Spoonful of Medicine has an excellent Q&A with John Porter, a former Republican representative from Illinois and chairman of Research!America, discussing why it's important to leave research funding off the chopping block.
The Q&A is worth reading and touches on how Porter was successful during the 1995 budget talks in persuading Republican leadership to not only protect funding for the National Institutes of Health and Centers for Disease Control and Prevention but increase spending for these agencies. But perhaps the most important portion of the interview is Porter's advice on how the scientific community can protect funding for biomedical research:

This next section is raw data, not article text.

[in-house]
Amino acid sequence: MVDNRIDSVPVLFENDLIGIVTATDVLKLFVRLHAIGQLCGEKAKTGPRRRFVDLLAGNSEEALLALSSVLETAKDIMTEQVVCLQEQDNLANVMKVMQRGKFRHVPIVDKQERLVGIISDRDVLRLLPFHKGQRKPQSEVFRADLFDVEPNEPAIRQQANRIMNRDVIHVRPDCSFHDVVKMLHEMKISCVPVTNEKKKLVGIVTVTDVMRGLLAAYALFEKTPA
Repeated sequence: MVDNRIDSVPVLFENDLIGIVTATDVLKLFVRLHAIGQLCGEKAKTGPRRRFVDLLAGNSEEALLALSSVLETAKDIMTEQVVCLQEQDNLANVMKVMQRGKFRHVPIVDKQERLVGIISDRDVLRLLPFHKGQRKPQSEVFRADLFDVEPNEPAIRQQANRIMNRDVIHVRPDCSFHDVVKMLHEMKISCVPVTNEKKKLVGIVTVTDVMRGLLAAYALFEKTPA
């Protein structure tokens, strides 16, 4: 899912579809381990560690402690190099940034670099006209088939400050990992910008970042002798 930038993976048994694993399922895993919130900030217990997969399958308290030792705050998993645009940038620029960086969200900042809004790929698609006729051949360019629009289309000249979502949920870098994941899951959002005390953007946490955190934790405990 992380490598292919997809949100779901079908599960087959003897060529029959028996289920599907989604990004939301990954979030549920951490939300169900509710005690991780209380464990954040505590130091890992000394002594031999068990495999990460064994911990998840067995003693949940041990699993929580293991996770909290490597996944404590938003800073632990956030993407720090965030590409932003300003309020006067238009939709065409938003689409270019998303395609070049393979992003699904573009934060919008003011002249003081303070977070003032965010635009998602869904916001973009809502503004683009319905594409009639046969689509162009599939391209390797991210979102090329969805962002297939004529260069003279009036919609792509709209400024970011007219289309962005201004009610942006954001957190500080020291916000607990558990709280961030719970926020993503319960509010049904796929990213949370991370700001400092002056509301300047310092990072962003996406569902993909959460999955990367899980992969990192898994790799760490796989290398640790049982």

The very best thing people can do in the research community is to get their member of Congress into their laboratory to see what they’re doing, because once they connect how the research can make a difference in human health, they’ll be invested in it. Take a patient advocate with you - somebody who’s suffered from the disease you’re working on - and have them all meet together. I think that would make more of a difference than anything else. If you can’t do that, you can at least send an email or write an op-ed. Then I’d say get involved in the political campaigns and support the candidates who support the things that you believe in. Medical researchers are still citizens of this country like everyone else and have the same responsibilities. Go to the candidates’ debate, raise the questions, make them accountable, make them understand the importance of medical research. It can’t be done by people in Washington alone. They can do something but it’s the folks back home that matter in America.